The less flexible type of reusage of A assumed by A, on the other hand, is closer to what infinitely many autonomous physical resources would naturally offer, such as an unlimited number of independently acting robots each performing task A, or an unlimited number of computers with limited memories, each one only capable of and responsible for running a single thread of process A. Here the effect of forking an advanced stage of A cannot be achieved unless, by good luck, there are two identical copies of the stage, meaning that the corresponding two robots or computers have so far acted in precisely the same ways.

The formal definitions of A and its dual branching corecurrence (“cobrecurrence”) A (= A) in early papers on CoL [Jap03, Jap09a] were direct formalizations of the above intuitions, with an explicit presence of “replicative” moves used by players to fork a given thread of A and create two threads out of one. Later, in [Jap12b], another definition was found which was proven to be equivalent to the old one in the sense of mutual reducibility of the old and the new versions of A. The new definition less directly corresponds to the above intuitions, but is technically simpler, and we choose it as our “canonical” definition of branching operations. To be able to state it, we agree on the following:

Notation 3.8.1 Where Γ is a run and w is a bitstring (finite or infinite sequence of 0s and 1s), Γw means the result of deleting from Γ all moves except those that look like u.b for some initial segment u of w, and then further deleting the prefix “u.” from such moves.

Definition 3.8.2 Assume A is a game.

a)     A is defined as the game G with UnG=UnA, VrG=VrA  and with MpG such that, for any G-valuation e, we have:

b)     A is defined as the game G with UnG=UnA, VrG=VrA  and with MpG such that, for any G-valuation e, we have

The direct intuitions underlying the above definition are as follows. To play A or A means to simultaneously play in multiple parallel copies/threads of A.  Each such thread is denoted by an infinite bitstring w (so, there are in fact uncountably many threads). Every legal move by either player looks like u.b for some finite bitstring u, and the effect/meaning of such a move is simultaneously making the move b in all threads w such that u is an initial segment of w. So, where Γ is the overall run of A or A, the run in a given thread w of A is Γ£w. In order to win A, Machine needs to win A in all threads, while for winning A it is sufficient to win in just one thread.

It is obvious that  A=A and A=A, hence A=A and A=A.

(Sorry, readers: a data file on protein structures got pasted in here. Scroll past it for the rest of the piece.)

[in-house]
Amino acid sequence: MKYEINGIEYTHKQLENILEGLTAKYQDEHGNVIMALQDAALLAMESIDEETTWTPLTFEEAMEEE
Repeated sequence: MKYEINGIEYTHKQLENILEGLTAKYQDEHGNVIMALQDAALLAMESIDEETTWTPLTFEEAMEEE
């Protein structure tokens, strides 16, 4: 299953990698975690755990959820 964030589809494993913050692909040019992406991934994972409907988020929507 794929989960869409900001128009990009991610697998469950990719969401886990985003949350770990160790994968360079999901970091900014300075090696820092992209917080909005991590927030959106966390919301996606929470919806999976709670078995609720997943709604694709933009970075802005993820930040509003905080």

Branching recurrence  can be shown to be stronger than its parallel counterpart  , in the sense that the principle  AA is valid while AA is not. The two groups of  operators, in isolation from each other, also validate different principles. For instance, A(AAA) A is valid while  A(AAA) A is not;  (A B)   AB is valid while  (AB)   AB is not;  x(A(x) A(x)) is valid while x(A(x) A(x)) is not.

Branching rimplication (“brimplication”)  and branching refutation (“brefutation”)  are defined in terms of , and  the same way as parallel rimplication  and  refutation  are defined in terms of , and :

Definition 3.8.3 

        a) A B  =def  A B

        b)  A  =def  A  

Exercise 3.8.4 The Kolmogorov complexity k(x) of a number x is the size of the smallest Turing machine which outputs x on input 0. The Kolmogorov complexity problem  xy(y=k(x)) has no algorithmic solution. Nor is it reducible to the halting problem in the strong sense of , meaning that the problem x(Halts(x)  Halts(x)) xy(y=k(x)) has no algorithmic solution, either. The Kolmogorov complexity problem, however, is reducible to the halting problem in the weaker sense of , meaning that Machine has a winning strategy for  x(Halts(x)  Halts(x))  xy(y=k(x)). Describe such a strategy, informally.    

Just like ,   is a conservative generalization of Turing reduction. Specifically, for any predicates p(x) and q(x), the problem x(p(x)  p(x))  x(q(x)  q(x)) is computable iff q(x) is Turing reducible to p(x) iff the problem problem x(p(x)  p(x))  x(q(x)  q(x)) is computable. This means that, when restricted to traditional sorts of problems such as decision problems, the behaviors of   and   are indistinguishable. This stops being the case when these operators are applied to problems with higher degrees of interactivity though. For instance, the following problem is computable, but becomes incomputable with  instead of :

yx(Halts(x,y)  Halts(x,y))  y(x(Halts(x,y) Halts(x,y))  x(Halts(x,y) Halts(x,y))).

Generally, (AB) (AB) is valid but (AB) (AB) is not.

While both   and   are weaker than  and hence more general,  is still a more interesting operation of reduction than . What makes it special is the following belief. The latter, in turn, is based on the belief that  (and by no means )  is the operation allowing to reuse its argument in the strongest algorithmic sense possible.

Let A and B be computational problems (games). We say that B is brimplicationally (resp. primplicationally, pimplicationally, etc.) reducible to A iff AB (resp. AB, AB, etc.) has an algorithmic solution (winning strategy).

Thesis 3.8.5  Brimplicational reducibility is an adequate mathematical counterpart of our intuition of reducibility in the weakest (and thus most general) algorithmic sense possible. Specifically:

   (a) Whenever a problem B is brimplicationally reducible to a problem A, B is also algorithmically reducible to A according to anyone’s reasonable intuition.

   (b) Whenever a problem B is algorithmically reducible to a problem A according to anyone’s reasonable intuition, B is also brimplicationally reducible to A.

This is pretty much in the same sense as (by the Church-Turing thesis), a function f is computable by a Turing machine iff  f  has an algorithmic solution according to everyone’s reasonable intuition.